Much has been said about European “strategic autonomy”, a concept which has triggered more alarm, disagreement and mockery than appreciation. But the core issue is that Europe regards itself as a world power, and the US looks increasingly unreliable to Europeans. It remains to be seen how Biden will convene the much-touted summit of democracies.

    It is a bit of a stretch to imagine how he might deliver a speech that doesn’t look like a joke against the backdrop of the US’ tarnished image.

    Then, there is competition with China. In the era of great power competition, as defined by the US, if the two nations can only cooperate on a couple of things, such as climate change and crisis management, then we are effectively in a new cold war since America and the Soviet Union also managed sporadic cooperation on things such as eradicating smallpox and space exploration.

    Sadly, the two largest economies in the world cannot even agree on working together to address the Covid-19 pandemic.

    Competition with China is one of Trump’s main foreign policy legacies and is backed by bipartisan consensus. Biden can hardly thwart it, but he can save China-US relations from going into free fall.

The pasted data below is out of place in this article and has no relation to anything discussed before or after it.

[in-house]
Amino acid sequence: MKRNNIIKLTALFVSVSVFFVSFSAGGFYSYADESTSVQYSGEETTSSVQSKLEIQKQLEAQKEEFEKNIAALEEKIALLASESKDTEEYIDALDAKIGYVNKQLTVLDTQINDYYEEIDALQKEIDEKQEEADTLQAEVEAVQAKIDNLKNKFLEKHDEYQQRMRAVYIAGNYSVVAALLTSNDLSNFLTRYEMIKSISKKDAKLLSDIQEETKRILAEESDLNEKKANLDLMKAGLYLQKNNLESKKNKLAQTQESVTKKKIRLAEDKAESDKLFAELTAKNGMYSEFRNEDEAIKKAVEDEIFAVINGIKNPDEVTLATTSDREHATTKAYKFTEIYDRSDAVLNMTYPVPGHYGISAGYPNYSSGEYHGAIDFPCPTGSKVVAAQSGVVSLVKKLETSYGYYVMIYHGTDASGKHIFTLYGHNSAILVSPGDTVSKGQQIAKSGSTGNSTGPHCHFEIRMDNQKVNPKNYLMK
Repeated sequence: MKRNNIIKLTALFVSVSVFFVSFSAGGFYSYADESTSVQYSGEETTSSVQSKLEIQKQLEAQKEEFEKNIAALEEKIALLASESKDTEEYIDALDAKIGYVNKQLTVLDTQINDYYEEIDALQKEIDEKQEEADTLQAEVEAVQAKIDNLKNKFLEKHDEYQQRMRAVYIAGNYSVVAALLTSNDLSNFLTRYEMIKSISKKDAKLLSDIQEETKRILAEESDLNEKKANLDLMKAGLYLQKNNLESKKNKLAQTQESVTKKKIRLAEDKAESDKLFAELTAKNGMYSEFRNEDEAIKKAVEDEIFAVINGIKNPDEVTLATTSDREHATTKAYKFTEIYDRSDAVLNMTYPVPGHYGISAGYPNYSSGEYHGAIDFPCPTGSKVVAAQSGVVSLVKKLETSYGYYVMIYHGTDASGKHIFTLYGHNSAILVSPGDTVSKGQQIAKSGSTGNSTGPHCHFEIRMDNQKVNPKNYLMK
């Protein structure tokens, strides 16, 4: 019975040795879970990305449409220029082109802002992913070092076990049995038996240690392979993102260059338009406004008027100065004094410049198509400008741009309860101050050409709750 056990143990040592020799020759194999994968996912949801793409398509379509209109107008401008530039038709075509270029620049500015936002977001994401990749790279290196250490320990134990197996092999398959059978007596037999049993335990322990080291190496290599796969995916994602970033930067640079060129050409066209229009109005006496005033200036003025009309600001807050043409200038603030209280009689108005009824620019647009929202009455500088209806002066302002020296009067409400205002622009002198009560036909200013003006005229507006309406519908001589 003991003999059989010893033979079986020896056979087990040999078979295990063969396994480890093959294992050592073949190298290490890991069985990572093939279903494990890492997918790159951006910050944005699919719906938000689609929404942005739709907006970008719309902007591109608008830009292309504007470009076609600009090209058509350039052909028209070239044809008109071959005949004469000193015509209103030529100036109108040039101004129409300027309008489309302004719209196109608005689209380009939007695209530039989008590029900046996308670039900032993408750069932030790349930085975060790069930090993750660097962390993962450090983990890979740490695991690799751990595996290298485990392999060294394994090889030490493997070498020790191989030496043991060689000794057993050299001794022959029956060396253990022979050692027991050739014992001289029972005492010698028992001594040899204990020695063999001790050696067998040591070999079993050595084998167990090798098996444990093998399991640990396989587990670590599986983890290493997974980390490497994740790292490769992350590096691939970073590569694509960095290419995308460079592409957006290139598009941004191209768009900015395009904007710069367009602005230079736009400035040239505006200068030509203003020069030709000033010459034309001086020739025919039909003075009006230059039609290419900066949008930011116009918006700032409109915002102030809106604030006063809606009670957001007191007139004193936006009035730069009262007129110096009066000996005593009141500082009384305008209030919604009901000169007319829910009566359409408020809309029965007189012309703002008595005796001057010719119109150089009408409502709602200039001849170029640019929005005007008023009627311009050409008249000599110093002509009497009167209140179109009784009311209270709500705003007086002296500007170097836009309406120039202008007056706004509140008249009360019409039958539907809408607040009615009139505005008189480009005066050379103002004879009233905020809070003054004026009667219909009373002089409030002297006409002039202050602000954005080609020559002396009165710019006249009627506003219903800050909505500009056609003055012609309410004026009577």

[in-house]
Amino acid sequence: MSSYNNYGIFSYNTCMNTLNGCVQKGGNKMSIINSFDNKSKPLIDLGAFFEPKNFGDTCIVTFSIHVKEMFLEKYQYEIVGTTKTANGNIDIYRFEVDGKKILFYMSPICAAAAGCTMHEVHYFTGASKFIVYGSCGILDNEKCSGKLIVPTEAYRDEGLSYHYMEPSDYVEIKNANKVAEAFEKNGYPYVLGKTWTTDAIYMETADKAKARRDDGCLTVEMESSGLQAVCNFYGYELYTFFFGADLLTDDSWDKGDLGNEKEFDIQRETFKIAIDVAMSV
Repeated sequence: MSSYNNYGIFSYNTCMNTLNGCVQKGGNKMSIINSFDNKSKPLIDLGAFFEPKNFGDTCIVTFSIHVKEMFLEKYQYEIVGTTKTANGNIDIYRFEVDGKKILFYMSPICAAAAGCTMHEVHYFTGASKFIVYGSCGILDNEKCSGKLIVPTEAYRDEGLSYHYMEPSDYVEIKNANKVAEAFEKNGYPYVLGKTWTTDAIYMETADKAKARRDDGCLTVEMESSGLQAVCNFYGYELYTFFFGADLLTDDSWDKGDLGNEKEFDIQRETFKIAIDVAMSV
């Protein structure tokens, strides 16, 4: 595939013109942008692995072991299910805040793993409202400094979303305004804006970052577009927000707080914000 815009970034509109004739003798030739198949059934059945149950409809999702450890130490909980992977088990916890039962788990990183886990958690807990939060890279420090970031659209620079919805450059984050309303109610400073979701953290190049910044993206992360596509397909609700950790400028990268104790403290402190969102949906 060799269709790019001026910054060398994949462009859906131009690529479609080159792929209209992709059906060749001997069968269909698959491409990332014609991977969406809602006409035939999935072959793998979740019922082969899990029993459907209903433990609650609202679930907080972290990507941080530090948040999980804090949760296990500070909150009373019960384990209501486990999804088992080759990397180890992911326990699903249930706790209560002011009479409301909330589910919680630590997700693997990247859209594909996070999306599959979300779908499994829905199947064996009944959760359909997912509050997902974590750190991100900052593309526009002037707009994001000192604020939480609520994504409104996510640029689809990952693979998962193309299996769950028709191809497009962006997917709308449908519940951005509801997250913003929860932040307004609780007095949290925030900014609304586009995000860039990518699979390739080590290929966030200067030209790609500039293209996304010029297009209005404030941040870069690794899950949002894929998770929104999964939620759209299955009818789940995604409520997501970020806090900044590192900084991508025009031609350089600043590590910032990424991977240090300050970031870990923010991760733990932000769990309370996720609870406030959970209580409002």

Precisely because the relationship has already deteriorated significantly, Biden could return it to normality by moving in the opposite direction from Trump.

    A good example is the investment agreement that China and Europe signed after seven years of negotiations. Wouldn’t a similar China-US trade deal be better than Trump’s unsuccessful trade war with China?

    When he announced his presidential campaign in 2019, Biden said, “History will treat this administration’s time as an aberration”. Now he has a chance to change the country’s course.

    This article was first published in South China Morning Post.